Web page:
Freedom Caucus Leadership Sides With Facebook, Google, CCP on Big Tech Legislation

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Last Updated on October 3, 2022

Freedom Caucus leadership sided with Facebook, Twitter, and Google last week in voting against legislation to take a bite out of Big Tech’s seemingly unlimited power and above-the-law status. The legislation also seeks to chomp down on Silicon Valley’s collaboration with the Chinese Communist Party but failed to garner the support of Freedom Caucus Chairman Scott Perry and Deputy Chair Jim Jordan. Earlier this year, Jordan faced sharp criticism for voting against legislation to stop Big Tech corporations from driving web traffic to their business cronies online.

A slate of bills meant to take on treasonous Big Tech monopolies doing business with the Chinese Communist Party and other foreign influences made it through the House of Representatives last week. Notably, they did so without the support of Freedom Caucus Chairman Scott Perry (R-PA) and Deputy Chair Jim Jordan (R-OH).

The legislation, introduced by Colorado Rep. Ken Buck, would enforce anti-trust regulations on Big Tech corporations like Facebook, Google, and Twitter, to stop them from squashing any free-market competition that pops up.

It also took aim at Silicon Valley’s close relationship with the Chinese Communist Party and other foreign influences, but still, Freedom Caucus leaders Scott Perry and Jim Jordan staunchly opposed it.

In the wake of his “no” vote, Rep. Jim Jordan blasted Newsmax for reporting on his opposition to the legislation.

According to Newsmax, Jordan’s Judiciary staff communications director blasted the media outlet for reporting on Jordan’s vote, claiming there’s “no one tougher” on Big Tech than Jim Jordan.

“I don’t know who orchestrated this lazy and disingenuous editorial disguised as a news piece of Mr. Jordan, but there is no one tougher in Congress on Big Tech than him,” he said.

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“Every lobbyist paid for by Big Tech was working to try and get these bills killed,” Florida Congressman Matt Gaetz, who supported the anti-trust, anti-CCP measures, said during a Newsmax interview.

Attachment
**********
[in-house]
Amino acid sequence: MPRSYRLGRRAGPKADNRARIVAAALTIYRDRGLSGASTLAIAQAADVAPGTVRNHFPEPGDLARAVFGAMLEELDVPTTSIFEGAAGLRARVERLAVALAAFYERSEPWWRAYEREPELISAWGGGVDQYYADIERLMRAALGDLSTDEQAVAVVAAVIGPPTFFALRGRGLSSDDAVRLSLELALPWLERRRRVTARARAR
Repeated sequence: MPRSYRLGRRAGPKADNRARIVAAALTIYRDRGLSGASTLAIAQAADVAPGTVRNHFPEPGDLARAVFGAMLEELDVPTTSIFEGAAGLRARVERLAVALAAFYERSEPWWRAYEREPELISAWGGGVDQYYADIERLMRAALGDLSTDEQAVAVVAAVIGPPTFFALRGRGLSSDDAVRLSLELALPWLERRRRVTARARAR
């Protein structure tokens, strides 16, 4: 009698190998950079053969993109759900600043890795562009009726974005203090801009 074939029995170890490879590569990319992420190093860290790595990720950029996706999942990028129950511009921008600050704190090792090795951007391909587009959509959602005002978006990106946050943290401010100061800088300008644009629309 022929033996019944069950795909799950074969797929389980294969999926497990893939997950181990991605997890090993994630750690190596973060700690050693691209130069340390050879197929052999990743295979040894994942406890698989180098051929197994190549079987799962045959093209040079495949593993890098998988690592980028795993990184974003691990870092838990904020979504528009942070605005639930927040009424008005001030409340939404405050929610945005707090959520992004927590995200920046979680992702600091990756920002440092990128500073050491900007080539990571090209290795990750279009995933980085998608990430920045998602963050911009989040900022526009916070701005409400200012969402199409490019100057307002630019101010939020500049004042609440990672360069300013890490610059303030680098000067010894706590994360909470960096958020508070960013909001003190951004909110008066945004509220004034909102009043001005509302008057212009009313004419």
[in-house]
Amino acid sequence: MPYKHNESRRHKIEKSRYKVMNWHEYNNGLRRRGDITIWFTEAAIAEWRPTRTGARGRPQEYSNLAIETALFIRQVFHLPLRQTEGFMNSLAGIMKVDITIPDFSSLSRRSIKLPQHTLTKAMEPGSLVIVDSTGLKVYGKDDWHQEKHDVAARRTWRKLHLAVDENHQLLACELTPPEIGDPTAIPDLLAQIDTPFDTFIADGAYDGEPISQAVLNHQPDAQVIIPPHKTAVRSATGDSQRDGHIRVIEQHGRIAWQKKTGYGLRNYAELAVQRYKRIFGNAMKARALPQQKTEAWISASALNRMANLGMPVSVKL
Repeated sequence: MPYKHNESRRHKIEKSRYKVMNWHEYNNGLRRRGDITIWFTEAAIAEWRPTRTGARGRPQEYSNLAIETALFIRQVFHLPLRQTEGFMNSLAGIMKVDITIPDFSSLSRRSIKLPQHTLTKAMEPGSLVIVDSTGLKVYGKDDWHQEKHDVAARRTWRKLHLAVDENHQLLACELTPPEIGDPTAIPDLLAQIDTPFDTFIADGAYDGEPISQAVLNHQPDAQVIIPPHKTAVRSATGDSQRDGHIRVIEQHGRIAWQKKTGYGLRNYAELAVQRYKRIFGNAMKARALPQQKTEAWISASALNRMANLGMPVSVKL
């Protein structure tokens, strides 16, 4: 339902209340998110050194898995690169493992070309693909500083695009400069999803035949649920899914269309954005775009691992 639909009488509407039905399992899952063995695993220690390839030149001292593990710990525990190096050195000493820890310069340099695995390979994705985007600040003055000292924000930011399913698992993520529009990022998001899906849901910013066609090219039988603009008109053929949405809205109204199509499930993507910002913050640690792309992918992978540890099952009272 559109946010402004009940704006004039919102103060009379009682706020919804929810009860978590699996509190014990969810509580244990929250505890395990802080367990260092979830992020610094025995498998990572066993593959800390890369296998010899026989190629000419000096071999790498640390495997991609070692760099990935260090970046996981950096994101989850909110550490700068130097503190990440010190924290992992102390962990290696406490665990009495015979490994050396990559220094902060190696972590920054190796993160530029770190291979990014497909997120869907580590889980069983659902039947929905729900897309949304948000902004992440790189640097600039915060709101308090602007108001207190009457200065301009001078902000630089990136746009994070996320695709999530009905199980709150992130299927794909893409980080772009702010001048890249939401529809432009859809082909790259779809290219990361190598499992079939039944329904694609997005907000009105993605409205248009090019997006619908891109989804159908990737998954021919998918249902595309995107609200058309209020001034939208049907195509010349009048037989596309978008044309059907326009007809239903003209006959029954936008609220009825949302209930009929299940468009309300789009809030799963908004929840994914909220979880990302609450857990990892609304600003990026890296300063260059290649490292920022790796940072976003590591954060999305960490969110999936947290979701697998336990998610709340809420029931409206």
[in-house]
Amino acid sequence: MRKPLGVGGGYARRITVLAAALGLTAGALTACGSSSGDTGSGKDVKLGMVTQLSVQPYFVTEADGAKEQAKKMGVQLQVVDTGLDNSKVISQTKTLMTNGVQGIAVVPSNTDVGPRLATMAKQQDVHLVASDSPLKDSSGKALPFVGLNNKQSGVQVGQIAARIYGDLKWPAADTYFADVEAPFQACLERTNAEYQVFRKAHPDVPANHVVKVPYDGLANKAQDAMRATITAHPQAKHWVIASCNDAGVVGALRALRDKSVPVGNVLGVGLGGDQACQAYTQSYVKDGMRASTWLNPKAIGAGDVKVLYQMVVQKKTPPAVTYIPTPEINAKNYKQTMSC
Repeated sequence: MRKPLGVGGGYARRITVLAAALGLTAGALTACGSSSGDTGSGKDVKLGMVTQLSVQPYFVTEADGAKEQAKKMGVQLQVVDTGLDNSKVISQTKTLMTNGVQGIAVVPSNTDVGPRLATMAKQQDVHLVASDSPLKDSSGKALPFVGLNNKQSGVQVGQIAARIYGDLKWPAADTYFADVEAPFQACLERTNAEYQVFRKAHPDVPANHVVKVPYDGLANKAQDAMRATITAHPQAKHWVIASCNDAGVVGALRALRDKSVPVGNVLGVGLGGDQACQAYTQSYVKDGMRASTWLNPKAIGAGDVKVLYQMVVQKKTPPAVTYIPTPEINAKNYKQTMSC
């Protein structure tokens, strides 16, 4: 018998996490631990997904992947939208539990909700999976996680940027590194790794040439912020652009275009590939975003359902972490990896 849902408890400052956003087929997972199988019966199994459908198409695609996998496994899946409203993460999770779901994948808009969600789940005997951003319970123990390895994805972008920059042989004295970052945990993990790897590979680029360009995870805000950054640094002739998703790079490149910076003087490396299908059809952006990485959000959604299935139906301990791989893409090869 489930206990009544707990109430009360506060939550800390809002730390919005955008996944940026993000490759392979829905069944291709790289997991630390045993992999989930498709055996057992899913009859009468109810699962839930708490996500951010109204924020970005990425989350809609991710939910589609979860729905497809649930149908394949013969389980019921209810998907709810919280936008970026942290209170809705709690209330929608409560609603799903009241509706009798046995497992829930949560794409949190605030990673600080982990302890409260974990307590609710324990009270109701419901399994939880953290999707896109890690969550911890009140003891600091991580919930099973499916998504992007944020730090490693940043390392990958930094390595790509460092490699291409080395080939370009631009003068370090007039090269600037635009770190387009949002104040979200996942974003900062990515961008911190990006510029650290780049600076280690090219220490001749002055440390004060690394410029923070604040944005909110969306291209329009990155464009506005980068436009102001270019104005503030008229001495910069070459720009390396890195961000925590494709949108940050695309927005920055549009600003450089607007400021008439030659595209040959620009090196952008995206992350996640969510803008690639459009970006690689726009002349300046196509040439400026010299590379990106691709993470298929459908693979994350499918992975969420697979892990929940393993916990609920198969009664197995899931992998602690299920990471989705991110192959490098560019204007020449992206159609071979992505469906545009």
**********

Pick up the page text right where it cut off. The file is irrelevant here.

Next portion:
“This bill provides a healthier marketplace for more tech companies to be able to emerge without being squashed with the anti-competitive practices that we see from Facebook, and Apple, and Google, and Amazon,” Gaetz said.

“There’s an explicit strategy to limit your ability to speak by limiting the platforms that are available to you for that speech,” Gaetz went on to say, highlighting how taking steps to break up Big Tech monopolies will increase free speech and the exchange of ideas online. Currently, Big Tech is one with the radical left, promoting the shutdown of speech that counters their narrative.

Rep. Jim Jordan’s opposition to the anti-trust, anti-CCP legislation marks at least the second time in recent memory that he’s been criticized by conservatives for standing with Big Tech.

Earlier this year, Jordan voted against legislation to stop Big Tech corporations from unfairly routing online traffic to their business cronies, many of them with their own ties to foreign governments and influence operations. That legislation is still making its way through DC.

At the time, Louisiana Senator John Kennedy, a staunch opponent of Big Tech tyranny, ripped the corporate sector’s “track record of unfairly limiting consumer choices and thwarting free-market competition.

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